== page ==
[erlang-questions] lists:reverse/1 as a built-in function
Tue Jan 16 17:50:45 CET 2007
On Jan 16, 2007, at 5:25 AM, Thomas Lindgren wrote:
> First of all, I'd recommend you have a look at
> Erlang's packages, which are fairly Java-inspired, as
> far as I know.
Yeah, I've seen that already. It's okay, but I don't think it goes
far enough. Again, it seems to me that modules are useful for
grouping related functionality (such as functions about lists, or
functions about strings), and so I considered a module as
conceptually equivalent to a Java class with all static methods, and
an Erlang package name is a way of grouping modules, just as a Java
package name is a way of grouping Java classes.
In Java, if you import, say, java.io.InputStream, then you would
still have to refer to static InputStream methods using
InputStream.method() and not just method().
Similarly, if you import java.io.*, that allows you to refer to any
class X in java.io as X instead of as java.io.X.
Based on that idea, -import(foo.bar.baz) where baz is a module name
would allow you to use baz:function(), but should not allow you to
use function(). This is the equivalent to Java's import
Also, you get the added advantage that -import(foo.bar) will allow
you to access any module X in package foo.bar using X:method()
instead of foo.bar.X:method(). This is the equivalent to Java's
>> If you call example_function(Arg) anywhere else, you
>> need to either
>> call it as foo.bar.baz:example_function(Arg), or you
>> need to -import
>> (foo.bar), and then you must call it as
> What if example_function/1 is imported into module m
> and also is defined in m? If I (locally, in m) call
> example_function(1), which function would this
> proposal invoke?
If example_function/1 is imported into module m, then it must be
imported from some module X. Then you must call X's example_function/
1 as X:example_function/1, and m's function would just be called as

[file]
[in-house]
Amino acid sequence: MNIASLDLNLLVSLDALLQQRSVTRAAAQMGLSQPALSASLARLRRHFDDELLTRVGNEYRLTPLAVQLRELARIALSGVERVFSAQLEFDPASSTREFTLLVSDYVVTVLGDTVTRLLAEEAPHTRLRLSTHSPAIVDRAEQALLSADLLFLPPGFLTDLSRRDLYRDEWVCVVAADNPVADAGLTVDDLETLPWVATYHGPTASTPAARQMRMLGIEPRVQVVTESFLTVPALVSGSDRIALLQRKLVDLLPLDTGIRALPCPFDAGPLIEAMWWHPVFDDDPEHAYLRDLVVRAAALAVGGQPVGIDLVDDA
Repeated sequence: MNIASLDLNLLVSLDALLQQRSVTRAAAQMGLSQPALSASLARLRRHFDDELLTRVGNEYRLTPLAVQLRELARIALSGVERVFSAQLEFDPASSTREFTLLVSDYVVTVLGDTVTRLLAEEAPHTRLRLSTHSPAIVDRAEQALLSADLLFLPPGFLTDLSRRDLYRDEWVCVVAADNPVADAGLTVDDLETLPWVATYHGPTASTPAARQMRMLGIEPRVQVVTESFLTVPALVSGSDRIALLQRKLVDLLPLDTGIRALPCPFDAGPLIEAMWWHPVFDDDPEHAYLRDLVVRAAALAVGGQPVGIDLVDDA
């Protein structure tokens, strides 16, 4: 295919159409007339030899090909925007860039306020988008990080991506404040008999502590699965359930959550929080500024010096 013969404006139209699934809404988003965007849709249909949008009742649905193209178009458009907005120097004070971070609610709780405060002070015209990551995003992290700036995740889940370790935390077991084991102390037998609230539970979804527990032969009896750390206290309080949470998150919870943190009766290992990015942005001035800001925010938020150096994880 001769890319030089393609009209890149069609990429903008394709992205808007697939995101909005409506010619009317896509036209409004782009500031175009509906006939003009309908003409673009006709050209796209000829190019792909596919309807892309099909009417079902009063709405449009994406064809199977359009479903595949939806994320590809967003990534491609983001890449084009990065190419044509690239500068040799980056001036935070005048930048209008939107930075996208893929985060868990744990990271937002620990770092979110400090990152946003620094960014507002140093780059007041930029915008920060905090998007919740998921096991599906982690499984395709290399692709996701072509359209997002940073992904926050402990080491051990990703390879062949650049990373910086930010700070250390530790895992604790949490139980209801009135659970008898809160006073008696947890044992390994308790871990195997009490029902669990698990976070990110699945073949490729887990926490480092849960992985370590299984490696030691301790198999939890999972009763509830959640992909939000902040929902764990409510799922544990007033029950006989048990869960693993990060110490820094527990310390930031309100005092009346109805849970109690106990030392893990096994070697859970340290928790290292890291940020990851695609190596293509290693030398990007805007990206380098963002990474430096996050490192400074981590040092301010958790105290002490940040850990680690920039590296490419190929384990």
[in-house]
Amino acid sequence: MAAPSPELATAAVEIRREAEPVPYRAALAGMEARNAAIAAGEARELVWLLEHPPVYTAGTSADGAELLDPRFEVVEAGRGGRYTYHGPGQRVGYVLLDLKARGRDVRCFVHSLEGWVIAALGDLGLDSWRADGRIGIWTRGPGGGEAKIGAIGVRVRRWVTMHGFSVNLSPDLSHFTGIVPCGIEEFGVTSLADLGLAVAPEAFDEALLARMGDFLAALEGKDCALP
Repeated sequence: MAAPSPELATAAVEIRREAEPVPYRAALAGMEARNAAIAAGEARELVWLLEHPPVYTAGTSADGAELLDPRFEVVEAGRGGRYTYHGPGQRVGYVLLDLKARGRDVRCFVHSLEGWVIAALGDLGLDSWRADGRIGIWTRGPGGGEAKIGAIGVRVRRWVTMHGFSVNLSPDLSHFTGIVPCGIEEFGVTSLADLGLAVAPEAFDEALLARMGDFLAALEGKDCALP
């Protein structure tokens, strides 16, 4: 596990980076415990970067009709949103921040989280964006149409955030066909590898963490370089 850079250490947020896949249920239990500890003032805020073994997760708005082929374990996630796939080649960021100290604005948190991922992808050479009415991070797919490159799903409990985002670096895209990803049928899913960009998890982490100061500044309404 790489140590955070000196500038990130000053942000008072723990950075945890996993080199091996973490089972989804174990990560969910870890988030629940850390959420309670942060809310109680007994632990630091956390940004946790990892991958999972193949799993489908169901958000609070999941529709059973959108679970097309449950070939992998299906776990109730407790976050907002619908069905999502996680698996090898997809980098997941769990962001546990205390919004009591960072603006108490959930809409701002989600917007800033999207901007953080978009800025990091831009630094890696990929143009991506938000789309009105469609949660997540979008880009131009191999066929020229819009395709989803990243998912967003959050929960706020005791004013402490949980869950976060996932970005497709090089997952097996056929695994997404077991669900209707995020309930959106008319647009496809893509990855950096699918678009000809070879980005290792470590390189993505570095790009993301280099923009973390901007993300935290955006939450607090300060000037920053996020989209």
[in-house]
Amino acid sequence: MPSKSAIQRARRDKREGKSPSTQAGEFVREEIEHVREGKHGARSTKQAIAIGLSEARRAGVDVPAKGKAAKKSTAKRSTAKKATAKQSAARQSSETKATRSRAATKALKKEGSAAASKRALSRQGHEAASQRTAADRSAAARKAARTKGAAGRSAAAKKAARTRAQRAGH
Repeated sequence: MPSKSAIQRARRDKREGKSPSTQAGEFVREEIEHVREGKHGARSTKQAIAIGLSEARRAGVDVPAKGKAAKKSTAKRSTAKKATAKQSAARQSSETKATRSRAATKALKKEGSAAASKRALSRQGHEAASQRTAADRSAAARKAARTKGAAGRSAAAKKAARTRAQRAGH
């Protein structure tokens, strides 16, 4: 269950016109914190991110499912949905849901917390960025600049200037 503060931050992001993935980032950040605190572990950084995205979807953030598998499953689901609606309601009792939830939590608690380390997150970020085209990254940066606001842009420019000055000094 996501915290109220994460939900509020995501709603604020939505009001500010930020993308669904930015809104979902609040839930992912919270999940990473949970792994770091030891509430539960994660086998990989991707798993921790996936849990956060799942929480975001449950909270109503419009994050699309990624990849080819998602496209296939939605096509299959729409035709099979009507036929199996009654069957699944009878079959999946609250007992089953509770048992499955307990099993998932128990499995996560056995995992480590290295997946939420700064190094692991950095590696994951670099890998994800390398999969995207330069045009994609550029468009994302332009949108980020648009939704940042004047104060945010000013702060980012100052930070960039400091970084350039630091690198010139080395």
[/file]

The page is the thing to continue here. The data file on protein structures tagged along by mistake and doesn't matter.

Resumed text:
example_function/1. The names would not clash because they exist in
> For example:
> %% f/1 is auto-imported
> f(1) -> ok.
> g(X) -> f(X). %% which f/1 is called?
You could handle this in one of two ways:
(1) This would be a compile-time error. At the time that you declare f
(1), f/1 has already been declared because it was auto-imported. This
is pretty strict, but requires the least number of compilation passes.
(2) The auto-imported f/1 is not available in this module without
full qualification. Thus, f(X) will always call m:f/1, and to use the
"auto-imported" f/1, you have to fully qualify it (as, for example,
erlang:f/1). This would require two-pass compilation, since first you
have to determine the local names that are declared, then you have to
resolve the calls based on the declared local names.
Java doesn't really have an equivalent to this issue, because there
is no global namespace for methods to pollute. All methods exist in
their class's namespace, and the only auto-import done is
java.lang.*, which still means you have to use X.method when calling
a method in java.lang.X.
>> The reason that I call baz the "class" name /.../
> Not to sound too bad-tempered, but please don't do
> that :-) The Java terminology doesn't quite
> transplant, so it's liable to just be confusing.
Yeah, you're right :) I'll try to stick to "package and module" when
talking about Erlang :)
But just in case people are getting confused, here's my dictionary :)
Java class -> Erlang module
Java package -> Erlang package
Java method -> Erlang function
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